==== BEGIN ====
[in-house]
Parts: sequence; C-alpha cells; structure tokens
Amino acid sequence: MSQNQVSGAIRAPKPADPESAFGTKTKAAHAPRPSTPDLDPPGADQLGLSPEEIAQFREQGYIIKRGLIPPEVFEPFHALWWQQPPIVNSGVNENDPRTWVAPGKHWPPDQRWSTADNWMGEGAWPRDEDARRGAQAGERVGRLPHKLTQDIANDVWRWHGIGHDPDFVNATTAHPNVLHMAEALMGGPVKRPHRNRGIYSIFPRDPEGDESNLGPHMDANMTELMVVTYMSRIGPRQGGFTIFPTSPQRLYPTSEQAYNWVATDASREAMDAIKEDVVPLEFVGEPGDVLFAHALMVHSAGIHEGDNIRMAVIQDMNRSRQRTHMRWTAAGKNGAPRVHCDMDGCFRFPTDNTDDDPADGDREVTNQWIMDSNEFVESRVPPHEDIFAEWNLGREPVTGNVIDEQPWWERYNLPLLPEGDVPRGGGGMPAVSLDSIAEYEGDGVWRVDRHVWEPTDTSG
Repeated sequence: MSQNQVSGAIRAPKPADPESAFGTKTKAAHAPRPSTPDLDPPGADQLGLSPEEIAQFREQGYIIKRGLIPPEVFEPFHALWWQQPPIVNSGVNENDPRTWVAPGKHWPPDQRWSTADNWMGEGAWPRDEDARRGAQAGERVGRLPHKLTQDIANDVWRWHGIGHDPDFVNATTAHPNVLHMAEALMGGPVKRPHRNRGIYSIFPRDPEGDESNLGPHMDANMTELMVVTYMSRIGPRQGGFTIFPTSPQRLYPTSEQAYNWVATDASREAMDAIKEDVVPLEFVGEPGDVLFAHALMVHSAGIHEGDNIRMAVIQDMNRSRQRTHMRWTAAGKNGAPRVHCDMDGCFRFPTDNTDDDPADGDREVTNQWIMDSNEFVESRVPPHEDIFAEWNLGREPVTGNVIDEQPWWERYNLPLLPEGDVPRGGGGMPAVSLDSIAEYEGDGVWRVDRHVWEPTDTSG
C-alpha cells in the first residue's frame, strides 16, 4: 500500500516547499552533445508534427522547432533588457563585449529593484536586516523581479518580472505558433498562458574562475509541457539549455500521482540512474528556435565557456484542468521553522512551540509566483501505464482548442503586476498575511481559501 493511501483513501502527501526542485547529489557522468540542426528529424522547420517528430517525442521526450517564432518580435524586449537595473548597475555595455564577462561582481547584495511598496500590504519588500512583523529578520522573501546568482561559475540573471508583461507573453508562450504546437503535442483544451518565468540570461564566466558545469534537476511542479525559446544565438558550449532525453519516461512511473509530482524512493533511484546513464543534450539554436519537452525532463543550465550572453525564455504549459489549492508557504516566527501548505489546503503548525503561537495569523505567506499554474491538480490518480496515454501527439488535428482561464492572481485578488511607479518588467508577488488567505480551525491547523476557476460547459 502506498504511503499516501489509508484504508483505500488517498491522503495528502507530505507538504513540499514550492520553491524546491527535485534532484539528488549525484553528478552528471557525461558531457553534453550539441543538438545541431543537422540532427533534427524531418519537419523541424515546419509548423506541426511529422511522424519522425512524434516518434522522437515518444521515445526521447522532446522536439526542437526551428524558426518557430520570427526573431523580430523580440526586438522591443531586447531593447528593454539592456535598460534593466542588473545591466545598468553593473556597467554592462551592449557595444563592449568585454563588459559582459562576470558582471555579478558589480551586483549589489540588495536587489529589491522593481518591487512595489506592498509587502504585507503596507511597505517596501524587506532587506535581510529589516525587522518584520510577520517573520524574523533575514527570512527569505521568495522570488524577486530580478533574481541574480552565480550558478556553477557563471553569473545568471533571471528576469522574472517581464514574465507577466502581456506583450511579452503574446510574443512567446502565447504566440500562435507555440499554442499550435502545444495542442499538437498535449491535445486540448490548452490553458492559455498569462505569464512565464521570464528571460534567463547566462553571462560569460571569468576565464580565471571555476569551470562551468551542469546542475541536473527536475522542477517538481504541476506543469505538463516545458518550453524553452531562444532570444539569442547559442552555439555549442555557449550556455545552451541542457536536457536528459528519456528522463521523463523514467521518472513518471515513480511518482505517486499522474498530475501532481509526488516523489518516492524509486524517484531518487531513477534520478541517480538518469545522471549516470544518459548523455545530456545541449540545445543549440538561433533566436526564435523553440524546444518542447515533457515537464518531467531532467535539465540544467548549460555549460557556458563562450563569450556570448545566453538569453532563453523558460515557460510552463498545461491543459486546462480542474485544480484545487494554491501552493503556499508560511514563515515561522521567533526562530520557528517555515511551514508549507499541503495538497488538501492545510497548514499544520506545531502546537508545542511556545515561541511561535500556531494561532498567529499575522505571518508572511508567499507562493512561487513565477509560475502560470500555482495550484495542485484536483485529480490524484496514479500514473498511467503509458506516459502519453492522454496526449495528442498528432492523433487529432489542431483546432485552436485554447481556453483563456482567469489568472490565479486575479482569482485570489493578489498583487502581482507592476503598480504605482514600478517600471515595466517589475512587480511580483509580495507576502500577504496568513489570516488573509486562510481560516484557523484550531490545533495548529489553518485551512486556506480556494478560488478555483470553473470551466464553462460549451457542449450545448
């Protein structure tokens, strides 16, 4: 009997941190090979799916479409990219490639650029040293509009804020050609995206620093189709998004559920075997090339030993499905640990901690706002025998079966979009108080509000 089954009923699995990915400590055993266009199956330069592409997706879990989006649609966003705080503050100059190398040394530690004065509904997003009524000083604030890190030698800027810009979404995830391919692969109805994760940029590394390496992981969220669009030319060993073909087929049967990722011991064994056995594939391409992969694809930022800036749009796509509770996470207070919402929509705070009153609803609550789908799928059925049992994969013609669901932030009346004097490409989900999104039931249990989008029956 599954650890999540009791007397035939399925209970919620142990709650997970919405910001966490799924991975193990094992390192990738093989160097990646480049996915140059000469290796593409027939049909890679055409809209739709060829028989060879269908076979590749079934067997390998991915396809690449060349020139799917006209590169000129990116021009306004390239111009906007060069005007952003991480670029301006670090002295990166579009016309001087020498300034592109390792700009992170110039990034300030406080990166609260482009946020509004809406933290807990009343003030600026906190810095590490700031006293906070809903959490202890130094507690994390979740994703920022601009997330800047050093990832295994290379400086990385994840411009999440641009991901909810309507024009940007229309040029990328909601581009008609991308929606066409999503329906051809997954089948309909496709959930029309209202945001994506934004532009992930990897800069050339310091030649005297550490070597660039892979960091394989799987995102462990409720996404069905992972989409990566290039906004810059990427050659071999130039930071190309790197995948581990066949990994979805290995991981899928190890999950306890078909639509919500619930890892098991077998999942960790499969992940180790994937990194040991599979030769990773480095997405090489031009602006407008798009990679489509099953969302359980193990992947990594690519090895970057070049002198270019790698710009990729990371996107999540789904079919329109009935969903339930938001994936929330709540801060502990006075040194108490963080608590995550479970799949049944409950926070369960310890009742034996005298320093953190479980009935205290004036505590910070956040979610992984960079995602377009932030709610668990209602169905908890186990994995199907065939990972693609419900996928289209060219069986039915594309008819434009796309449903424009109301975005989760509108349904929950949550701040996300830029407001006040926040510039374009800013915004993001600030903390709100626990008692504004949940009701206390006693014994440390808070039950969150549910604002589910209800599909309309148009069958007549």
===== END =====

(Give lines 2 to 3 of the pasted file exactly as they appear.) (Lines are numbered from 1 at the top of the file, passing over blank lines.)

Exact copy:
Parts: sequence; C-alpha cells; structure tokens
Amino acid sequence: MSQNQVSGAIRAPKPADPESAFGTKTKAAHAPRPSTPDLDPPGADQLGLSPEEIAQFREQGYIIKRGLIPPEVFEPFHALWWQQPPIVNSGVNENDPRTWVAPGKHWPPDQRWSTADNWMGEGAWPRDEDARRGAQAGERVGRLPHKLTQDIANDVWRWHGIGHDPDFVNATTAHPNVLHMAEALMGGPVKRPHRNRGIYSIFPRDPEGDESNLGPHMDANMTELMVVTYMSRIGPRQGGFTIFPTSPQRLYPTSEQAYNWVATDASREAMDAIKEDVVPLEFVGEPGDVLFAHALMVHSAGIHEGDNIRMAVIQDMNRSRQRTHMRWTAAGKNGAPRVHCDMDGCFRFPTDNTDDDPADGDREVTNQWIMDSNEFVESRVPPHEDIFAEWNLGREPVTGNVIDEQPWWERYNLPLLPEGDVPRGGGGMPAVSLDSIAEYEGDGVWRVDRHVWEPTDTSG